Black Swan

January 20, 2011

Binary opposites are often used both visually and thematically in mainstream cinema to provide simple and stark contrast with disappointingly little examination of the grey area in between. Taking into account Jacques Derrida’s theorising that there are inherent hierarchies within these dichotomous pairings, there exists a more compelling standpoint from which to consider, not only the way in which the two might interact, but also how it is that they might then begin to break down. A dynamics of power, the interplay between the two is necessarily relational. As such, in even considering the hierarchical structure there exists the possibility that the relationship is organic and that the two might then traverse, confront and collide with one another in their struggle to appropriate the higher ground. This rather striking contemplation of binary opposites is what Darren Aronofsky’s psychological thriller Black Swan (2010) exemplarily explicates.

Natalie Portman gives her finest onscreen performance as Nina Sayers, a young ballerina who has, until now, always been a great technical dancer with incredible dedication and discipline. Straight-laced, and having lived a sheltered life at the hands of her controlling mother, Erica (Barbara Hershey), Nina is also ambitious. Like any performer, she is driven by the desire to not only achieve but also to embody perfection. When long-standing prima ballerina Beth MacIntyre (Winona Ryder) is to be replaced – an inevitable fate for an aging ballerina – the company’s artistic director Thomas Leroy (Vincent Cassell) casts Nina in the leading role, but, not without hesitation. Although he believes she absolutely embodies the White Swan; elegant, innocent, graceful; he labels her “too frigid” to play the darker side of the Swan Queen, the Black Swan. As such, Nina is, from the outset, anxious about the role and determined to achieve something in self-discovery that will prove her skeptics wrong. When the equally beautiful and certainly as talented Lily (Mila Kunis) joins the ballet Nina becomes irrationally scared of being replaced (a symptom of her guilt felt in replacing Beth) and begins to project the manifestation of all her anxieties onto Lily; slowly, and then psychotically. Whilst in reality Lily poses little threat to Nina and if anything, offers only friendship and support, this is the first of many in Nina’s erratic and delusional interpretations of events.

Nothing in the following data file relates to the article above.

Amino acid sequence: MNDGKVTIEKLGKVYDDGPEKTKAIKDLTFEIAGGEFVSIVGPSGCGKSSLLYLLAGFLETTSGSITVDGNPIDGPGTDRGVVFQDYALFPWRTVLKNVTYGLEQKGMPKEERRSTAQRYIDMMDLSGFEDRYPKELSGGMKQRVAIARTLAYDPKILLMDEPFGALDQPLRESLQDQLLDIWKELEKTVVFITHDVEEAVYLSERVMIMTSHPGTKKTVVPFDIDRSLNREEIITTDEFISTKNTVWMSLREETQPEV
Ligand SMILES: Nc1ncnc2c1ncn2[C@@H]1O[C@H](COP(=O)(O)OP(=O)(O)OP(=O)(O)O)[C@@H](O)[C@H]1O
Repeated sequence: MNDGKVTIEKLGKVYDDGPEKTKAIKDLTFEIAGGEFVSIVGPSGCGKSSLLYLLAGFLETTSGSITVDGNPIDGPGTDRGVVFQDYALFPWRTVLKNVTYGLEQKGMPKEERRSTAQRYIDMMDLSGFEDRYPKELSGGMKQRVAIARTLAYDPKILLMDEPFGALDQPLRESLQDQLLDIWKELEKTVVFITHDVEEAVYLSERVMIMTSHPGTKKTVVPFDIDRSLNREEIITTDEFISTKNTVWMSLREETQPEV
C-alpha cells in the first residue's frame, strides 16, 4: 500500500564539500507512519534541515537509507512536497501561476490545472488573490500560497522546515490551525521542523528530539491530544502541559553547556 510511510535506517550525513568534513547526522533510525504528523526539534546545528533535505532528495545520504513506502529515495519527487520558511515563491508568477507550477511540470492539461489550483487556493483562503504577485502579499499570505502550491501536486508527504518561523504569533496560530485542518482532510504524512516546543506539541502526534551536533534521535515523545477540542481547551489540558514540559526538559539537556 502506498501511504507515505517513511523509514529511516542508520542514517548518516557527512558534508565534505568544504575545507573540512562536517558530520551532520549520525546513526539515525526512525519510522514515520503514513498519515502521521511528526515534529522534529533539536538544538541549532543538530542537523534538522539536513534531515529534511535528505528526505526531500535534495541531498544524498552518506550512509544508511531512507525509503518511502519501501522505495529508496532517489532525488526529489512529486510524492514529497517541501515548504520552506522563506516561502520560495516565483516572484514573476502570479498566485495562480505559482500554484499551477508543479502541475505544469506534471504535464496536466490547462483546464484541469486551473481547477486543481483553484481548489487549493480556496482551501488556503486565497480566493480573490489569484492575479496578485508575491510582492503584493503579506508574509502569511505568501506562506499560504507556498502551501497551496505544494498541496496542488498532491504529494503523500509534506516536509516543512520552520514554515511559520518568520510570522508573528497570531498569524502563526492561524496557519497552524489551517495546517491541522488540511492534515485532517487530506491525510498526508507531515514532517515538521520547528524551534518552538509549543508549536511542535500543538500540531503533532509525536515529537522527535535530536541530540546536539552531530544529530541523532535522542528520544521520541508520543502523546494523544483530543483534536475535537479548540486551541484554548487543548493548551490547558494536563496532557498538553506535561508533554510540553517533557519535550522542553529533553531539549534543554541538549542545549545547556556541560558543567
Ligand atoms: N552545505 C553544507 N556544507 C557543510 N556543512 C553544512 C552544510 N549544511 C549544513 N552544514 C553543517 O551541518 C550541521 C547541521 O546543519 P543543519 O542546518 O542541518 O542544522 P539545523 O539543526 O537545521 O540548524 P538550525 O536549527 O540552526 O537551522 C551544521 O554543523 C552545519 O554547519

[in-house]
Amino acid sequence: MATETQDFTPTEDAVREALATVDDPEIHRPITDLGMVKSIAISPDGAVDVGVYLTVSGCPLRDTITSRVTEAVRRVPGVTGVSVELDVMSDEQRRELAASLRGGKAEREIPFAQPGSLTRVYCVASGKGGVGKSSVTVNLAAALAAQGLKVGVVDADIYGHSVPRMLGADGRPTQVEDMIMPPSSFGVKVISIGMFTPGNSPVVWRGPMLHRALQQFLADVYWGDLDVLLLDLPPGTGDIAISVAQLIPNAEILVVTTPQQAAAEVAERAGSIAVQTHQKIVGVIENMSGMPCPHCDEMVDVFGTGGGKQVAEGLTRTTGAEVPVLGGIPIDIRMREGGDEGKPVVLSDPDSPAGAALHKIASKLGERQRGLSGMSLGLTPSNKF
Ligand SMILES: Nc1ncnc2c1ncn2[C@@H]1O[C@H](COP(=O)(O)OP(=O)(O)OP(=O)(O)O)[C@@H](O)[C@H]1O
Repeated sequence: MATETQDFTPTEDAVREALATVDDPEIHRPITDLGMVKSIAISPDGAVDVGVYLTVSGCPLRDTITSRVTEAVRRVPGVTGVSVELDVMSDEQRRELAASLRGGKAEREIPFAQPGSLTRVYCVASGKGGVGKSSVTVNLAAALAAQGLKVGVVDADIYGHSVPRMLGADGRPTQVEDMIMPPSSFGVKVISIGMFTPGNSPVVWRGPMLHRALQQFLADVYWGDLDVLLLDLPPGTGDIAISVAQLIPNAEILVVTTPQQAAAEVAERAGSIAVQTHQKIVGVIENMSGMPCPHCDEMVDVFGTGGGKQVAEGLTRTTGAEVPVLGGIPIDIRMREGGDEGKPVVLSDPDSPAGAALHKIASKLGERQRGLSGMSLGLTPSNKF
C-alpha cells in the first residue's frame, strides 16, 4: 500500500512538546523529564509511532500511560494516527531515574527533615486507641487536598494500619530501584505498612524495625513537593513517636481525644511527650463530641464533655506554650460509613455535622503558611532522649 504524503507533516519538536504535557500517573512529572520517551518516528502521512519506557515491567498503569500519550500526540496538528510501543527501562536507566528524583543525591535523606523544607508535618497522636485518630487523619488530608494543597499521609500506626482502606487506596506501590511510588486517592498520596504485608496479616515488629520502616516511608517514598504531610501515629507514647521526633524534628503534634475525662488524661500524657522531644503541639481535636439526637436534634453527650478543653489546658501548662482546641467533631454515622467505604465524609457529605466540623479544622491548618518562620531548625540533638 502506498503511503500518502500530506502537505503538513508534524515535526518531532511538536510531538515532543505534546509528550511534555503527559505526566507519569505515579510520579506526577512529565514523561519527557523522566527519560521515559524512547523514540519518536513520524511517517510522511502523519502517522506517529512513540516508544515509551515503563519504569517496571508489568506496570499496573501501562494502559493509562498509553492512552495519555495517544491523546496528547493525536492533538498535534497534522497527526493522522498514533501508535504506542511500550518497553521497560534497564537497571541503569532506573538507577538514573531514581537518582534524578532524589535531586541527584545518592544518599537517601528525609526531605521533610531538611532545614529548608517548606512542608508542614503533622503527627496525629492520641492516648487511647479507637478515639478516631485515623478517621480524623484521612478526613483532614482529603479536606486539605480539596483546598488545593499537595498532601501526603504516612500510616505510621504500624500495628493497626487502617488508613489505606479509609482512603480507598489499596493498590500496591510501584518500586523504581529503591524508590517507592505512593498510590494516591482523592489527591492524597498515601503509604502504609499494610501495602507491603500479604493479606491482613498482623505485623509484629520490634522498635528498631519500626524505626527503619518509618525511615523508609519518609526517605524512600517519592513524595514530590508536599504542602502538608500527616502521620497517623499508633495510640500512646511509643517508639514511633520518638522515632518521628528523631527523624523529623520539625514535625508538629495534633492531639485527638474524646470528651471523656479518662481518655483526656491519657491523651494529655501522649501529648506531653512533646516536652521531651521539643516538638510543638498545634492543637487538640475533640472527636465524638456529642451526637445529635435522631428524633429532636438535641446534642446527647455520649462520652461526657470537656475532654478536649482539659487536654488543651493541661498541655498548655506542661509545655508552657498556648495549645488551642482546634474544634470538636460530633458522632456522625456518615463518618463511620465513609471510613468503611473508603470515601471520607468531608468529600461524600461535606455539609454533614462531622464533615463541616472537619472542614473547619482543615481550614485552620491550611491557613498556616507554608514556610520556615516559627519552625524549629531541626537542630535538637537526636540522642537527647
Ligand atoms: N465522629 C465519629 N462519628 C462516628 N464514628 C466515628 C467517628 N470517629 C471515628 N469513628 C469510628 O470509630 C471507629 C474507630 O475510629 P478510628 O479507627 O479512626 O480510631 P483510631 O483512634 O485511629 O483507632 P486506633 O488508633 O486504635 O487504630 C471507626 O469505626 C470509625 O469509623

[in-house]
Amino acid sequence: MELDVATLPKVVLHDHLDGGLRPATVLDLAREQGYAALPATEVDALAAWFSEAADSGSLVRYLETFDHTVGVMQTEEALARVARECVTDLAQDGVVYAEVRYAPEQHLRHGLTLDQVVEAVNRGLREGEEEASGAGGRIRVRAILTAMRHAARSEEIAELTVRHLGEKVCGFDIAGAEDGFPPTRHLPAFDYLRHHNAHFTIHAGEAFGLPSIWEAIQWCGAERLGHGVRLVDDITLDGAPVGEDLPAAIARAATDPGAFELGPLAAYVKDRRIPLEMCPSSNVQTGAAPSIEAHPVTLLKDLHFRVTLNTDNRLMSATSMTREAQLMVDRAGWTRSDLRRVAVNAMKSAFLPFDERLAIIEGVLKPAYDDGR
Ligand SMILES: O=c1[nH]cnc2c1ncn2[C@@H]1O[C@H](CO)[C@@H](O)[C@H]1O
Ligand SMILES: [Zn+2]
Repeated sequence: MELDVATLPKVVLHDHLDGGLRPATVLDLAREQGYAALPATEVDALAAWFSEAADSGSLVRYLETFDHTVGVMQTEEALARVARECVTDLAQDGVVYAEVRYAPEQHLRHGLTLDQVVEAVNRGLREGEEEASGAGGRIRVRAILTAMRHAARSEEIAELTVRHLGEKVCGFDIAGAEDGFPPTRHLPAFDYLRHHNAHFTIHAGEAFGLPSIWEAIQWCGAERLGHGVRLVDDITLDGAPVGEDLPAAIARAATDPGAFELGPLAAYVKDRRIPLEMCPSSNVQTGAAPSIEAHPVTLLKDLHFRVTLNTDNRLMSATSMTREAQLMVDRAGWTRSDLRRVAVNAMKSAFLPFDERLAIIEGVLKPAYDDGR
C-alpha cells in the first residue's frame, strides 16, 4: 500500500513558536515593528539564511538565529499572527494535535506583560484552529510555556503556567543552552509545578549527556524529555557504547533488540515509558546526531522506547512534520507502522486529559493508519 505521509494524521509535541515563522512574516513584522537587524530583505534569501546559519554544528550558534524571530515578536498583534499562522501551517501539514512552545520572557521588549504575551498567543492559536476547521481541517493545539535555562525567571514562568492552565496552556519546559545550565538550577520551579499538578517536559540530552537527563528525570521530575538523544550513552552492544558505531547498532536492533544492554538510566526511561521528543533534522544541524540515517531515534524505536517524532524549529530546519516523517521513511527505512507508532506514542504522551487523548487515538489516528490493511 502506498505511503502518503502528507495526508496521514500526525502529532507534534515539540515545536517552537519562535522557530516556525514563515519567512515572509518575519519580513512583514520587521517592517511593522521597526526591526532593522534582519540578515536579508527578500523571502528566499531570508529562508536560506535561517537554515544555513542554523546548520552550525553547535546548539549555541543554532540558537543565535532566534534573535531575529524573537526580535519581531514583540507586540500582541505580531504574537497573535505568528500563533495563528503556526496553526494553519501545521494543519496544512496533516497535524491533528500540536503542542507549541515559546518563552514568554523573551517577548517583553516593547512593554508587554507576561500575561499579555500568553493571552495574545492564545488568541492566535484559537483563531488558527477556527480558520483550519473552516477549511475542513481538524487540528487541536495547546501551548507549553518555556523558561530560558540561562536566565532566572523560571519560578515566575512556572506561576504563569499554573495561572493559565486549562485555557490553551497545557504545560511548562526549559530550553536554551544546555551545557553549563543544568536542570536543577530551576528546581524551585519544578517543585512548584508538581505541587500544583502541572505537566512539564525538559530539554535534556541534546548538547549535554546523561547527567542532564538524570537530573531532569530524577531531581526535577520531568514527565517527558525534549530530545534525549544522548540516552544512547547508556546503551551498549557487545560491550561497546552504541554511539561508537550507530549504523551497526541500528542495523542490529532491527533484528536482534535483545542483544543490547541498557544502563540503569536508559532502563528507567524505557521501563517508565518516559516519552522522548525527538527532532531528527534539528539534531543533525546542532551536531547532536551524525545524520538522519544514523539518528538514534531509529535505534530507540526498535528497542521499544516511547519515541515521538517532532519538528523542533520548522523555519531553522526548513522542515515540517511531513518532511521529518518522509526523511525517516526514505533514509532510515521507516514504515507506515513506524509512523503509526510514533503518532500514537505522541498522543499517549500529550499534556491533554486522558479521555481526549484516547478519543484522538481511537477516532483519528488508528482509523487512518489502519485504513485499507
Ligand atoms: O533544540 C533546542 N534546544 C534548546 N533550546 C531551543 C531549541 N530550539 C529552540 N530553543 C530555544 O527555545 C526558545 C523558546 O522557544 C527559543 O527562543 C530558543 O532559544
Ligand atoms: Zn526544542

Though it is certainly true that Aronofsky paints with broad strokes in terms of the motifs to indicate light and dark, rigid and free, it is a very detailed and accomplished contrast that is drawn. From the pastel pinks and delicate jewellery Nina wears, right down to how tightly she secures her bun, she is always shown as a picture of aspiring perfection. Conversely, Lily wears black, adorns herself with chunky bangles, bags and an iPod, and lets her hair down even in rehearsal. But it is not so simple as Nina being “good” and Lily being “bad”. Far from it, Lily is actually a beacon for what Nina must aspire to: a freer, more natural self. In fact, even with Nina’s sexual awakening and her performative journey blurring the lines between fantasy and reality, her taking on the role of the Black Swan is a positive, emancipatory experience. Finally freeing herself from the little girl who turns to mummy for every little thing and finally engaging in something of a life outside of her own discipline and rigidity, Nina’s partial submission to her binary opposite, though difficult and even traumatic, is both healthier and liberating.

For the viewer, as it is for Nina onscreen, the certainty of what is real and what is imaginary becomes increasingly indistinct. This lack of clarity is Aronofsky’s presentation of the grey area. As Nina allows chaos into her life the previous order begins to break down. However, it is not the case that she ever truly gives in to it and ultimately the rigid version of herself, driven to perfection, still reigns. She says early on in the film, before her encounter with the opposite, “I just wanna be perfect”. Dancing the White Swan she stumbles; dancing the Black Swan she flourishes. Returning to both her real self and the White Swan, reality is restored. Nina realises that the freedom she experienced from herself existed for only a moment onstage and that she is now, as she ever was, incarcerated in a prison she built for herself. Achieving, however fleeting, the culmination of two binary opposites working at so beautifully both against and with one another, Nina reached the summit of perfection: “I felt it. I’m perfect. It was perfect.”

The last note is bittersweet: perfection is reached through destruction. The break down of hierarchy within these binary opposites creates an internal implosion whereby union can only result in the annihilation of one. The White Swan, Nina’s troubled, ill self is tragically what persists and though she is content, having reached perfection, its resonant lesson is deafening: perfection is imperfect. An engaging and visceral presentation of thoughtful thematics, Black Swan is as ambitious, and as perfect, as its lead.

Black Swan is released in Australian cinemas on Thursday January 20 through Twentieth Century Fox.

Written by Tara Judah for Liminal Vision.


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